So was the flight outta there – ‘sleeper’ agents and all. There was something really weird going on there . . . unless I was truly mad and had gone off my skipper – and it certainly did feel real. It had all the traits and outtakes – it was too solid of an event – and if so, then . . .
it was really weird. And if THAT was so then perhaps what happened earlier was so – it certainly did have that ‘real feel’ – however, if that is true then there was a whole lotta other stuff going on (perhaps something to do with an MKULTRA thing, or some adherents to the MKULTRA principles, or who knows? A religious cult or two? A family thing? We don’t know and it’s really confusing . . . no way to ever tell, either.)
MKULTRA. I don’t think “we” were part of that program; not at all . . . but a later one, one which (according to my dad . . . and some other folks) is still going on. A “kinder, gentler” program which is still running, churning out individuals to do certain things . . . items which might be needed, but which are (for the moment, anyway) ‘deactivated’ except in the need of war, nuclear apocalypse, national disasters, and whatnot . . .
however, some of those units are getting old (and unit, by the way, refers to ‘single individuals’). This is just speculation of course, but then I remember my ‘training’ – and I know I was not the only one. There’s got to be more of ‘them’ (meaning ‘people like me’) out there. Ones who were trained as a small child to bear – and fight back – during a nuclear war or a foreign invasion of our land.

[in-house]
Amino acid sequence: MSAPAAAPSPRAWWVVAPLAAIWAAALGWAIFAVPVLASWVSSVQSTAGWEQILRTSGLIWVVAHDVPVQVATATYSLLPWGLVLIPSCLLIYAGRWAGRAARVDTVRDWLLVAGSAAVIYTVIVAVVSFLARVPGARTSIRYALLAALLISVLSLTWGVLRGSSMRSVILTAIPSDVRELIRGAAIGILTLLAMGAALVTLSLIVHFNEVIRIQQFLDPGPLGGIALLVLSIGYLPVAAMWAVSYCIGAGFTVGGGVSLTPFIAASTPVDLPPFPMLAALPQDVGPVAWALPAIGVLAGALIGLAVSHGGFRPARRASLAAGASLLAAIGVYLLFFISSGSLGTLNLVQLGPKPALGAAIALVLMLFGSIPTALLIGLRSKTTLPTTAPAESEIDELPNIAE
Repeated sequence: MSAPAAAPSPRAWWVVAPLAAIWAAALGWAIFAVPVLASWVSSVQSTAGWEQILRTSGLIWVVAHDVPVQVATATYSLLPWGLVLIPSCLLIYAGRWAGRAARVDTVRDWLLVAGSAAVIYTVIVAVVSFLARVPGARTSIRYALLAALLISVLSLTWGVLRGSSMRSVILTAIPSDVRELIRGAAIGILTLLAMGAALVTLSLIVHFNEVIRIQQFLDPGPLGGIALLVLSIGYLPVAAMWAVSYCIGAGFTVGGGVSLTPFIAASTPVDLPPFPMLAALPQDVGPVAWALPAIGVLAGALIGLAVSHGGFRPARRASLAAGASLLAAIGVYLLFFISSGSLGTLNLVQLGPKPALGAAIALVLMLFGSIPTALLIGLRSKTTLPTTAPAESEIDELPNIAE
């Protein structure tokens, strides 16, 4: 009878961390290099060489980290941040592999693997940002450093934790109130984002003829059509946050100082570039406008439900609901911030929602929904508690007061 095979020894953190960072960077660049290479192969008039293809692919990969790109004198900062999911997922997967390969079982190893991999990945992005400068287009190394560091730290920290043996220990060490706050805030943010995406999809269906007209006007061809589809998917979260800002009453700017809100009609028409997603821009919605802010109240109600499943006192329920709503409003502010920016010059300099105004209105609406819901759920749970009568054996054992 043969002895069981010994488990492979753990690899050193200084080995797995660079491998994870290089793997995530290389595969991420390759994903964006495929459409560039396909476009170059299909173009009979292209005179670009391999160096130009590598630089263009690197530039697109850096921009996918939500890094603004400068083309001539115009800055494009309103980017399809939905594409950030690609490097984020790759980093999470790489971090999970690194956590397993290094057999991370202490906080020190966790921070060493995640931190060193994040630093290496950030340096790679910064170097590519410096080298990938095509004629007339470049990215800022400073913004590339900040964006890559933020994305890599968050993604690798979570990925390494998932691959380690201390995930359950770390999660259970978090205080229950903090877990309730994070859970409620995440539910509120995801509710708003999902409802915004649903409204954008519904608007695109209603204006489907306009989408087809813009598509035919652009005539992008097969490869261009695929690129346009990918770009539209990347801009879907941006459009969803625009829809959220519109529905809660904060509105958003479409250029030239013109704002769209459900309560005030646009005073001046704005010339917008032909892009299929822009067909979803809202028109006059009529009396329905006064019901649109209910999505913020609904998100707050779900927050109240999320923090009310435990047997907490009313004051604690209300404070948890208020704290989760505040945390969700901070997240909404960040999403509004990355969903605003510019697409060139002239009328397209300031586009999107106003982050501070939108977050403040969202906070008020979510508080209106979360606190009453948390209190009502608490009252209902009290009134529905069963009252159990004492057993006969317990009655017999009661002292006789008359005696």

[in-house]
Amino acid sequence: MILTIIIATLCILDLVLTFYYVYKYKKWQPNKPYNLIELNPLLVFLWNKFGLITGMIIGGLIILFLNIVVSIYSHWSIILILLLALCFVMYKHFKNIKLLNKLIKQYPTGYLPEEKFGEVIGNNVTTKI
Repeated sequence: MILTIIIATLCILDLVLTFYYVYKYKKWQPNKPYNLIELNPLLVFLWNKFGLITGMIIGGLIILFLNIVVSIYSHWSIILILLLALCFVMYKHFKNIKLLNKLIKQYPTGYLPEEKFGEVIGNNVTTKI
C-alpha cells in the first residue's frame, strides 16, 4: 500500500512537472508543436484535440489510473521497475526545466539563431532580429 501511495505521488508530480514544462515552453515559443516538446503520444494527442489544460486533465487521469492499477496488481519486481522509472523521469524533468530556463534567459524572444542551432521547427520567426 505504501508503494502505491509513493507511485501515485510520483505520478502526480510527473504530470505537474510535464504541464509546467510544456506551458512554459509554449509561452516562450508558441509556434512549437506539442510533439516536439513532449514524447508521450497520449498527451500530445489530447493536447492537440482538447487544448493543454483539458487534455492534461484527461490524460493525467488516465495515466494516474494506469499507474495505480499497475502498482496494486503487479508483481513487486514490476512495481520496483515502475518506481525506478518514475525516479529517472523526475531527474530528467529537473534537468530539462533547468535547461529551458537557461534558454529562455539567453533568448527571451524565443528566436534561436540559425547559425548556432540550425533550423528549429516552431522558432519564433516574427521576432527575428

Now this is a ‘true memory’, something I am remembering: five of us standing by our bicycles, ‘playing war’ with the soldiers. We are in the edge of the woods watching two groups of tanks attack each other – they are American tanks, they are on maneuvers, and so are us kids – in a way. It is up to us to live and join – or simply ‘give it up’ and ride away . . .
But they had given us (or at least me – I imagine several others of us had gotten them) – the “Survival Evasion Escape” manuals (thick books, cream colors, thick typeset writing on the outside) . . . given us the ‘story’ – the situation (35K tanks ‘over there’ vs. 5K of ours, nuclear war, stuff like that) – giving us reason to participate in their war . . .